Last week the United Nations sobering report by the IPCC (Intergovernmental Panel on Climate Change) issued out its most devastating outlook ever for the environment unless man can reverse carbon emissions by 2020 and then phase out emissions entirely by the end of this century.
Sounds bad enough that you think we would be called to action….right? Well, in Canada actually …not so much. On top of that we are actually one of the BIGGEST polluters out there in the developed world.
Think about this: Mechanical engineer John Abraham of the University of Saint Thomas in Minnesota told Scientific American about Canada’s affect on global temperatures: “If we burn all the tar sand oil, the temperature rise, just from burning that tar sand, will be half of what we’ve already seen — an estimated additional nearly 0.4 degrees Celsius from Alberta alone.”
Canada’s known dire record on fighting climate change was brought into the spotlight by French President Francois Hollande this week in our own parliament Monday when he warned Stephen Harper that although he was sure Canada would have an environmental commitment, it was crucial that it was not left till the last minute because good policy could not be made at that point. (Hint, hint)
Over the next few months, Harper’s government will have to decide if it will adopt a more progressive climate change position than it has . A move that seems unlikely, although one that could gain the Conservatives some votes in the upcoming election. If another party becomes the government next October, it would have very little time to develop a new position in advance of the summit.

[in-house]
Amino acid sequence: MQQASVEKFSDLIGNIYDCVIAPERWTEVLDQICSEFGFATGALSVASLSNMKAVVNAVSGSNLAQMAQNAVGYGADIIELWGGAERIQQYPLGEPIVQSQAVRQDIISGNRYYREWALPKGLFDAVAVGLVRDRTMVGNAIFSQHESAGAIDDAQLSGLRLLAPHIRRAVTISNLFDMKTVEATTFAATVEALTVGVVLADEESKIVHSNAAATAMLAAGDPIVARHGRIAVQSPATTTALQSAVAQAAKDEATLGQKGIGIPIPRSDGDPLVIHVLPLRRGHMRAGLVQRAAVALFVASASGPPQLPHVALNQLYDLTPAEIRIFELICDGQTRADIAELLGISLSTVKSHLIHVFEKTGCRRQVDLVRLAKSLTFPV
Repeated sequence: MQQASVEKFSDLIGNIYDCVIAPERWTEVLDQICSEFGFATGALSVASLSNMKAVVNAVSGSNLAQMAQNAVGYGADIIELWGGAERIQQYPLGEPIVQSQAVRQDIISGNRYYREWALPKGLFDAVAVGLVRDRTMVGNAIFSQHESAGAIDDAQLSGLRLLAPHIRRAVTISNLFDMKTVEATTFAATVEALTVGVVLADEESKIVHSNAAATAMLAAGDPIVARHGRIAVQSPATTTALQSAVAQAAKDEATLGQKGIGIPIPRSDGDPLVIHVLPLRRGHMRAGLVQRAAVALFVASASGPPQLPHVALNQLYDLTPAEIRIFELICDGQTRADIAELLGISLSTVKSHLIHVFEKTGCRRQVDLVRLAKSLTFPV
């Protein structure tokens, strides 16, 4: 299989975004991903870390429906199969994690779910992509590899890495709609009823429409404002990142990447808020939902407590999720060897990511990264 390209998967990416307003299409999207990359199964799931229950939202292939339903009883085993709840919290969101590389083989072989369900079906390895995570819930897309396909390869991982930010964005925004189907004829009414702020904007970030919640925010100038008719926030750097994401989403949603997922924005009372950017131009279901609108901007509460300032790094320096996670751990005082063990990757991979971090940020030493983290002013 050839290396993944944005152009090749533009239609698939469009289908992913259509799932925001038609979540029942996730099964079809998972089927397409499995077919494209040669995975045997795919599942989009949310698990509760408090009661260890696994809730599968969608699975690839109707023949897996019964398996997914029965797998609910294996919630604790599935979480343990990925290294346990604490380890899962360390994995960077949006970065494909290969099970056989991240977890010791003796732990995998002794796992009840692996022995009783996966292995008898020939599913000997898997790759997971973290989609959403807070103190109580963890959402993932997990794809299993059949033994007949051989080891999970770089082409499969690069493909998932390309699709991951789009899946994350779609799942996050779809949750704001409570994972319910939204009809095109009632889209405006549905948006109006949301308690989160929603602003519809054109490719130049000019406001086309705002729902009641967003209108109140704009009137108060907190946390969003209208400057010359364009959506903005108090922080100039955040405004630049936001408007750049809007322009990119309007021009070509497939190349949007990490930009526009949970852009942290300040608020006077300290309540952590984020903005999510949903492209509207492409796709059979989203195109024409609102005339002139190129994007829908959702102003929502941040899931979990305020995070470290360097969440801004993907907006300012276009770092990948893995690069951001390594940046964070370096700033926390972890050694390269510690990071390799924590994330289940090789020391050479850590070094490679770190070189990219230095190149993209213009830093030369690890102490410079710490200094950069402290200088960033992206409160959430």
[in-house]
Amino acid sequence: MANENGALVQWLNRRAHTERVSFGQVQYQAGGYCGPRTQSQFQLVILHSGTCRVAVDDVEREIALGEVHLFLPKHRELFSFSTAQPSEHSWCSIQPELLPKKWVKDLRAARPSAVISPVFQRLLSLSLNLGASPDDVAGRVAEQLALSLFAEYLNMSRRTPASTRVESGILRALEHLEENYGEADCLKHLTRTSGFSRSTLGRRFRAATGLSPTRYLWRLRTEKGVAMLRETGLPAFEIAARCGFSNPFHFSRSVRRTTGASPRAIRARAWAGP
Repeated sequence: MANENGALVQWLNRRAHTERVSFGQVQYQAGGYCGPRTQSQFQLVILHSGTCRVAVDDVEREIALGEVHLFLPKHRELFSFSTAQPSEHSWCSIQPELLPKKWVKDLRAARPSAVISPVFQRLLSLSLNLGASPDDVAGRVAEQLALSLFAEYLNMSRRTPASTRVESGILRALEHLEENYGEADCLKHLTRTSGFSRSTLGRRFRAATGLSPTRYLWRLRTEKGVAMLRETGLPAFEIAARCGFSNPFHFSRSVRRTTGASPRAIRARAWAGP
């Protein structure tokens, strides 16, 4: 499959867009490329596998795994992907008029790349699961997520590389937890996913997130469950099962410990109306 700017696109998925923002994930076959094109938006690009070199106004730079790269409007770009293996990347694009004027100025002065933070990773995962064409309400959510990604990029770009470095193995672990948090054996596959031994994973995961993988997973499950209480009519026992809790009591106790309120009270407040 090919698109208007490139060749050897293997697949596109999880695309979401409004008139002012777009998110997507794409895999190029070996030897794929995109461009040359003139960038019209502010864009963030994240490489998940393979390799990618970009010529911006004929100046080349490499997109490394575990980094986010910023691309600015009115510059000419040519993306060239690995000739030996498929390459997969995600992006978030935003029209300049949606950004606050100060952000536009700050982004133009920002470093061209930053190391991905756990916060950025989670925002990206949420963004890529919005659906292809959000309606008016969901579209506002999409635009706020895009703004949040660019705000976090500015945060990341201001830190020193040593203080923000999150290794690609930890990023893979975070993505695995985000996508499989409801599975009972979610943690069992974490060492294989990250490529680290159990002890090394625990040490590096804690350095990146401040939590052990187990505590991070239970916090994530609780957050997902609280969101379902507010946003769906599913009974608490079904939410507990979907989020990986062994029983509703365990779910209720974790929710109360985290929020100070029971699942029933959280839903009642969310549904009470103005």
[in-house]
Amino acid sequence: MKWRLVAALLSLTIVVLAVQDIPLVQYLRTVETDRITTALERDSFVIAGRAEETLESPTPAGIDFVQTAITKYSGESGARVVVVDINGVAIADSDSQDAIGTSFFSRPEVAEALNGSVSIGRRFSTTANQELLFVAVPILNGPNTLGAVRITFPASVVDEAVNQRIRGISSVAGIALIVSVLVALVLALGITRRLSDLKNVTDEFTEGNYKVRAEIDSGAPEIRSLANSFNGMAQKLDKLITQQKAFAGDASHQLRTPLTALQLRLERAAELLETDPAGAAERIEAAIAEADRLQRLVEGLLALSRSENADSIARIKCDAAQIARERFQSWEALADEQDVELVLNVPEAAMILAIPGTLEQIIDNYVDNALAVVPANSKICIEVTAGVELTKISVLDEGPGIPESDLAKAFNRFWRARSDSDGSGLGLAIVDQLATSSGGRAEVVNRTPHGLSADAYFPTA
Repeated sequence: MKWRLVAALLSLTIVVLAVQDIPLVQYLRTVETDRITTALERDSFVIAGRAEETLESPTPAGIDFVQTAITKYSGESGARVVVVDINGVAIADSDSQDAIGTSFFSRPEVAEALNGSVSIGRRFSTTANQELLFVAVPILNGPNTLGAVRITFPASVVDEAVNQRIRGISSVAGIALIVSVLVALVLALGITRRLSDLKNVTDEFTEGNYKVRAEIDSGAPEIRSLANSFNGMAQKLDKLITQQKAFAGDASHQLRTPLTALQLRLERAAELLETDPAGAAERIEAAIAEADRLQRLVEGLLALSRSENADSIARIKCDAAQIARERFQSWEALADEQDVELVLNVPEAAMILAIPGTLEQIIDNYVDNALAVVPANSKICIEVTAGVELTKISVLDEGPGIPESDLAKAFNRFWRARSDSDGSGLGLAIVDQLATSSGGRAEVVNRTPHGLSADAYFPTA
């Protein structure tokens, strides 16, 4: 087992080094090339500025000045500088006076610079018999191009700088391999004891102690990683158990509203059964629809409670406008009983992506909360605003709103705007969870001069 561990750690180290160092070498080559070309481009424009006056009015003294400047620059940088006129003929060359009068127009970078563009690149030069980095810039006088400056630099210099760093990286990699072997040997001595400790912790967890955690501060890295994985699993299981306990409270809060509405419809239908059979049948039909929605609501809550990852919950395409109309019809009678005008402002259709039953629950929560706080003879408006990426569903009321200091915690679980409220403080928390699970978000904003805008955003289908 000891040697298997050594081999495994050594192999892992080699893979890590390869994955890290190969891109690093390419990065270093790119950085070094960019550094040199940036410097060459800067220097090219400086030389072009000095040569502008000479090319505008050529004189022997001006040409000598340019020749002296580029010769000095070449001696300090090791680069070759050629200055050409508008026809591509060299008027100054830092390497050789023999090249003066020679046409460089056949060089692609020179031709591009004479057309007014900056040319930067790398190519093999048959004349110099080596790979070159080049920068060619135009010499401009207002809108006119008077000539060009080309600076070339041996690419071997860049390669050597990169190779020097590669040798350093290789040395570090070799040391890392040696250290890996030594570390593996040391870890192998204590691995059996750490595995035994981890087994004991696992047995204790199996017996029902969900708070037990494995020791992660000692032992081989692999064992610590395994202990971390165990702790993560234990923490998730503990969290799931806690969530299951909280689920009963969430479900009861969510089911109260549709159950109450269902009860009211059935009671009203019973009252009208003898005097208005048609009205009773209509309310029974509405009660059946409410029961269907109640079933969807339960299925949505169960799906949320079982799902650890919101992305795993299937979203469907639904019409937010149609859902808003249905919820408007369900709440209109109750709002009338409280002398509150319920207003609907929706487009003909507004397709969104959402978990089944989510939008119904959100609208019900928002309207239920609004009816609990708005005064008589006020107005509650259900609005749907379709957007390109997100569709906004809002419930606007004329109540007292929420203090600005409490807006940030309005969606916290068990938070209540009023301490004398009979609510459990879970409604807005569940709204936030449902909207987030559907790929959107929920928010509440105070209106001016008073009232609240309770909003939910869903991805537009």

Politics aside, the UN lacks any real power to enforce recommendations for its findings which include switching the world’s electricity to low-carbon sources by 2050, eliminating fossil fuels by 2020, and a shift in behaviours like meat consumption which would assist in cutting emissions.
Also, different countries struggle with who should have what responsibilities in affecting change. A serious issue still unresolved concerns whether the U.S. and China can reach a bilateral agreement on the burning of coal. If not, some countries may be reluctant to sign onto a deal next year.
All issues aside, the situation is not going away. What will it take before we make the environment a priority, or will it be a case of too little too late when we don’t need an IPCC report to tell us that we cannot breathe anymore.
Comments, thoughts, welcome. How important is the environment and Canada’s stance on it to you?